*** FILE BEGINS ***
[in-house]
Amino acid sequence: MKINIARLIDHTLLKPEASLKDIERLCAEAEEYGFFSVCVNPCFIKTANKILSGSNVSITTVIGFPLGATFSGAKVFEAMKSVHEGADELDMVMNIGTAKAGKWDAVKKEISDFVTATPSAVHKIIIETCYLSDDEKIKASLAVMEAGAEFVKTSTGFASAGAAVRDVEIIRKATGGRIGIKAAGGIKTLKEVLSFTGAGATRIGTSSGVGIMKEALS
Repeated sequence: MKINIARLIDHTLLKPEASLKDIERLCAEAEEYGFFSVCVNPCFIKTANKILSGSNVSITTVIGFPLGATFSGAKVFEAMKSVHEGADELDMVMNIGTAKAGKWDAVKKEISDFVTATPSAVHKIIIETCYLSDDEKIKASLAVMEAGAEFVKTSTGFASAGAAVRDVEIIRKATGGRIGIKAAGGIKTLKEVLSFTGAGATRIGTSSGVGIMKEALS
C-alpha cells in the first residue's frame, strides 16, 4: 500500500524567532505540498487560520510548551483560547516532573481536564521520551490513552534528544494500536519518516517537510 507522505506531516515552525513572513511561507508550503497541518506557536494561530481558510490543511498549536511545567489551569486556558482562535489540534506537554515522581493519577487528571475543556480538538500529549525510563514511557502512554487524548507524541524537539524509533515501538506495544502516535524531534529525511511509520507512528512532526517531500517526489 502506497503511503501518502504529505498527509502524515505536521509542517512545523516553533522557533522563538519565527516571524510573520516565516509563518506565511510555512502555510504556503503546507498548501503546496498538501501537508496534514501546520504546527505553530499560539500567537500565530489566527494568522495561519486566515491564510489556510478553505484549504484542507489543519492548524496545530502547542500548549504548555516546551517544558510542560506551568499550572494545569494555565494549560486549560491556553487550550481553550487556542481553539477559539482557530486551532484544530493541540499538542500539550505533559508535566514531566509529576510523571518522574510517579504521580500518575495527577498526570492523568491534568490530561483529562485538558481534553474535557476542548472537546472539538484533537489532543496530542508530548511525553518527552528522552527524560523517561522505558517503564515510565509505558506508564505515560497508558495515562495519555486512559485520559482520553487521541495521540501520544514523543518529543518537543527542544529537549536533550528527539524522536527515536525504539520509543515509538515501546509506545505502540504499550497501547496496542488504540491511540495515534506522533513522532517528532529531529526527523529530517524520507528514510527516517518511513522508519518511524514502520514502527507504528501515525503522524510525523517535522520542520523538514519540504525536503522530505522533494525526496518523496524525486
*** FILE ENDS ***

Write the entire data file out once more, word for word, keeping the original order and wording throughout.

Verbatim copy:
[in-house]
Amino acid sequence: MKINIARLIDHTLLKPEASLKDIERLCAEAEEYGFFSVCVNPCFIKTANKILSGSNVSITTVIGFPLGATFSGAKVFEAMKSVHEGADELDMVMNIGTAKAGKWDAVKKEISDFVTATPSAVHKIIIETCYLSDDEKIKASLAVMEAGAEFVKTSTGFASAGAAVRDVEIIRKATGGRIGIKAAGGIKTLKEVLSFTGAGATRIGTSSGVGIMKEALS
Repeated sequence: MKINIARLIDHTLLKPEASLKDIERLCAEAEEYGFFSVCVNPCFIKTANKILSGSNVSITTVIGFPLGATFSGAKVFEAMKSVHEGADELDMVMNIGTAKAGKWDAVKKEISDFVTATPSAVHKIIIETCYLSDDEKIKASLAVMEAGAEFVKTSTGFASAGAAVRDVEIIRKATGGRIGIKAAGGIKTLKEVLSFTGAGATRIGTSSGVGIMKEALS
C-alpha cells in the first residue's frame, strides 16, 4: 500500500524567532505540498487560520510548551483560547516532573481536564521520551490513552534528544494500536519518516517537510 507522505506531516515552525513572513511561507508550503497541518506557536494561530481558510490543511498549536511545567489551569486556558482562535489540534506537554515522581493519577487528571475543556480538538500529549525510563514511557502512554487524548507524541524537539524509533515501538506495544502516535524531534529525511511509520507512528512532526517531500517526489 502506497503511503501518502504529505498527509502524515505536521509542517512545523516553533522557533522563538519565527516571524510573520516565516509563518506565511510555512502555510504556503503546507498548501503546496498538501501537508496534514501546520504546527505553530499560539500567537500565530489566527494568522495561519486566515491564510489556510478553505484549504484542507489543519492548524496545530502547542500548549504548555516546551517544558510542560506551568499550572494545569494555565494549560486549560491556553487550550481553550487556542481553539477559539482557530486551532484544530493541540499538542500539550505533559508535566514531566509529576510523571518522574510517579504521580500518575495527577498526570492523568491534568490530561483529562485538558481534553474535557476542548472537546472539538484533537489532543496530542508530548511525553518527552528522552527524560523517561522505558517503564515510565509505558506508564505515560497508558495515562495519555486512559485520559482520553487521541495521540501520544514523543518529543518537543527542544529537549536533550528527539524522536527515536525504539520509543515509538515501546509506545505502540504499550497501547496496542488504540491511540495515534506522533513522532517528532529531529526527523529530517524520507528514510527516517518511513522508519518511524514502520514502527507504528501515525503522524510525523517535522520542520523538514519540504525536503522530505522533494525526496518523496524525486